Andrew Collins
Apr 20, 2015

What agencies can learn from startups

Nimble and innovative approaches to business are not just a fad, and not just for startups. They're the chief tool agencies have to avoid becoming redundant, writes Andrew Collins of Mailman.

Andrew Collins
Andrew Collins

The speed at which the consumer is changing is now placing enormous pressure on agencies, whether traditional or digital, to become more nimble than ever. More often slow and rigid by nature, marketing agencies that rely on traditional methods are doing a disservice to their clients by not adapting to more lean, lithe, and agile business and marketing philosophies. At my agency, we’ve spent the best part of the last five years working on re-inventing ourselves. We believe what we've learned could be valuable for all kinds of organisations.   

Rapid prototyping for campaigns

Startups today are driven by the Lean Startup approach, and more now are also adopting the Google Sprint methodology to very quickly prototype and hypothesise solutions. The ‘Lean’ principles allows startups to build something pretty quickly, measure its effectiveness, learn through feedback from real customers, and then make improved iterations. This step is then followed over and over again, to the point you reach a well-developed product. Inherently, this process reduces risk and allows the business to find out what works and what doesn’t work before making too many ‘unfounded’ conclusions on product, campaign, or design.

The flip side of this approach is investing large amounts of money into a campaign, supported by advertisements, digital media and more. Campaigns are often won and lost in a boardroom, typically on a singular idea, sample data, and/or insights to suggest it’s going to ‘stick’. The reality is, very few campaigns stick. The agency is built on expensive retainer fees to pay for department heads, production, design, strategy and more—the very idea of rapid, or fast ‘validation’ becomes increasingly difficult with so many heads to feed. More often, the goal is to create a great idea, get the client excited, and move on to pay the bills.

With startups, it’s almost the opposite of that. Cash is strapped or tied to specific milestones and you’re often working on a smaller team where everyone has multiple roles in order to support the company in its early stages. The “MVP” is the most common early task any startup addresses. It stands for ‘minimum viable product’ and considers what can be built first to validate thinking. Before investing or hiring more, a startup defines what it is ultimately trying to prove before going ‘all-in’.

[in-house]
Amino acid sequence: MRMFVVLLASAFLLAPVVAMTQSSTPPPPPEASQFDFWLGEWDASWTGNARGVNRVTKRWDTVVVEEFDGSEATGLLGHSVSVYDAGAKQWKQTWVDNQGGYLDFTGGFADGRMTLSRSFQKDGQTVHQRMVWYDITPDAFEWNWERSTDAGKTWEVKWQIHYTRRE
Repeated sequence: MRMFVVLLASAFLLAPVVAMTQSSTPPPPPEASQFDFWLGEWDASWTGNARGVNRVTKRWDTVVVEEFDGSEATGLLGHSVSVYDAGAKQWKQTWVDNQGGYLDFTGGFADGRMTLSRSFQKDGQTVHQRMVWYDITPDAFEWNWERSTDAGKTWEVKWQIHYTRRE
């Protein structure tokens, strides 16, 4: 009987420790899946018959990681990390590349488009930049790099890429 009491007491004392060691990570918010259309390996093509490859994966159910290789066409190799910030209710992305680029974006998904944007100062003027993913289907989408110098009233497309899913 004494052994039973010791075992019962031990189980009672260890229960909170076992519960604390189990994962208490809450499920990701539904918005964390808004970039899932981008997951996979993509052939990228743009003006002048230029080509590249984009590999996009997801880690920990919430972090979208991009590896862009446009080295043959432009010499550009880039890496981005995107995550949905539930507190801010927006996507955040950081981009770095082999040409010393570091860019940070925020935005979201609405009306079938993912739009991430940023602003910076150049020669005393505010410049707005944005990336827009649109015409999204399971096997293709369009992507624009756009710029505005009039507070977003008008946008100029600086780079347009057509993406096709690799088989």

We’ve tested many ideas using social media as a guide to hear feedback from customers. Before it catches on fire, it allows for a team to immediately question, propose, or test its follower base on ‘low level’ campaign ideas. Just recently our creative team for our tourism clients proposed an idea which would have Chinese tourists design mockups of the US map with their own version and be entered in a draw to win a major prize. Before rolling it out in its entirety, we very quickly tested the followers and concluded the complexity in it was too overwhelming. We canned the campaign.

Clients use product experimentation far more widely than do agencies. A good example of this is the current test McDonald’s is running by serving all-day breakfast in several San Diego locations. It’s an attempt to bring back more customers to the stores whilst not cannibalising the core business. The idea would be that if the test proves successful, the brand would see an increase in store traffic and sales that would allow it to explore how it could work in other markets. In conjunction with this, McDonald’s is also testing table service, shakin’ fries and nuggets, and a build-your-own-burger concept. Using this method McDonald’s is able to minimise risk in case of strategic failures while generating buzz for what could be awesome new options.